San Francisco’s Fillmore District of the 1960s is known worldwide as the birthplace of psychedelic rock. But it was also a hotbed of modern electric blues, and it was the place where one of the genre’s top musical trailblazers, Joe Louis Walker
, was born, raised and schooled. The award-winning guitar slinger, deeply soulful vocalist and gifted songwriter has been releasing groundbreaking music since 1986, but his career goes all the way back to the mid-1960s. As a 16-year-old, he was the house guitarist at San Francisco’s famed musical playground, The Matrix, where he played with or opened shows for everyone from Lightnin’ Hopkins (who once threw him off the stage) to Jimi Hendrix to Thelonious Monk. These ear-opening surroundings explain the ease with which Walker blends blues, rock, gospel, jazz and country, making it seem as if the walls between the styles never existed in the first place. The New York Times
raves, “Walker is a singer with a Cadillac of a voice. He delivers no-nonsense, gutsy blues. His guitar solos are fast, wiry and incisive, moaning with bluesy despair.” According to Living Blues
, he is “one of today’s modern musical masters.” Rolling Stone
simply calls him “ferocious.”
Nowhere is that more apparent than in Walker’s Alligator Records debut, Hellfire
. Produced by songwriter/drummer Tom Hambridge (producer of Buddy Guy’s two most recent Grammy-winning CDs, Skin Deep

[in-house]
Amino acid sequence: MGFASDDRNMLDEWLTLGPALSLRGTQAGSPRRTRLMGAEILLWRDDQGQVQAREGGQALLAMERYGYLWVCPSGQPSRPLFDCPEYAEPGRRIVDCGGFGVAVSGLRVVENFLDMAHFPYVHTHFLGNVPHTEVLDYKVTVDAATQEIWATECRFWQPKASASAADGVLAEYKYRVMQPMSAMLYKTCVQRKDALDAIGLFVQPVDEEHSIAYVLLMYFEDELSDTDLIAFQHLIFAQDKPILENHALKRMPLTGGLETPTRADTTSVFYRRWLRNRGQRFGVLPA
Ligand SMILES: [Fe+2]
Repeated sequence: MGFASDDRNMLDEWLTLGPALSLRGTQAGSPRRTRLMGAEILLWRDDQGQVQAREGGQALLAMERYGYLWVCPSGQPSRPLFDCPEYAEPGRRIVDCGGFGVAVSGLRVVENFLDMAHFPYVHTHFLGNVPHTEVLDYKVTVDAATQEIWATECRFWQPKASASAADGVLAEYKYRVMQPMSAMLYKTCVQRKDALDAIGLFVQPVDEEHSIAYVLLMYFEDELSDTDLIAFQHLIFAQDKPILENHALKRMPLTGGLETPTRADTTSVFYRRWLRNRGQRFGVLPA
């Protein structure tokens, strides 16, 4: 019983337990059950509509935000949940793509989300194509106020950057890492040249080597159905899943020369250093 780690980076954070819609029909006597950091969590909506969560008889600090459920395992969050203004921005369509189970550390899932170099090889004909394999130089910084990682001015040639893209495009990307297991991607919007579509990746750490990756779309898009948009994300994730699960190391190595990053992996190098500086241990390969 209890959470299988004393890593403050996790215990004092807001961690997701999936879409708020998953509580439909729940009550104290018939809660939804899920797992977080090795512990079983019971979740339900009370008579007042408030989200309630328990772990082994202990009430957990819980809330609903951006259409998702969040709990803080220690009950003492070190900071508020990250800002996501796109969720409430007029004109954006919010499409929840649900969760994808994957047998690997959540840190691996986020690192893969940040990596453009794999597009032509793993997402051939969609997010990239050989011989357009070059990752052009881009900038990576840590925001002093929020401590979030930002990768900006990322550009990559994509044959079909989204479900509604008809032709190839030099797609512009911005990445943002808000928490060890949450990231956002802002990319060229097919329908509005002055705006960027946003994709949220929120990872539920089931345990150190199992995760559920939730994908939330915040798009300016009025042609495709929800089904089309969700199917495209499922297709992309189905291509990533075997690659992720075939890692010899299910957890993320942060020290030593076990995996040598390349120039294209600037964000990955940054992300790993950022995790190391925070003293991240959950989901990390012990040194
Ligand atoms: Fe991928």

and Living Proof
, as well as albums for Susan Tedeschi, George Thorogood and others), Hellfire
burns with rock energy and intense blues feeling. Walker, who wrote or co-wrote seven of the CD’s eleven tracks, says it’s the hardest rocking and most deeply soulful album of his career. His blistering blues guitar playing and gospel-tinged vocals effortlessly blend throughout the album. From the psychedelic overtones of the title track (a harrowing and personal tale of the struggle of good versus evil) to the slow, simmering and pleading ”What’s It Worth”
to the Stones-y rocker ”Ride All Night”
is the work of a man possessed. Walker’s original showstopper ”Soldier For Jesus”
(featuring vocal harmonies from The Jordanaires, who also appear on ”Don’t Cry”
) fits seamlessly alongside the other selections, making perfect thematic sense in the tradition of Al Green, Marvin Gaye or Prince, who all successfully combined carnal desires and gospel devotion.
Joe Louis Walker was born in San Francisco on Christmas Day of 1949. His parents were both from the South and they brought their love of blues with them when they headed west. Joe’s dad played blues piano, and his mom played B.B. King records. Even though he wasn’t raised in the South, his exposure to the blues was pure and real. Walker picked up the guitar as a child, and by the time he was 16 was regularly backing touring blues artists rolling through town. Out of the house and on his own, under the wing of famed musician/pimp Fillmore Slim, Walker worked the local club scene steadily as an in-demand musician. San Francisco’s music scene was quickly becoming a melting pot of blues, jazz and psychedelic rock, and Walker was right in the center of it. In addition to his work at The Matrix, he was a regular at Bill Graham’s famed Fillmore West.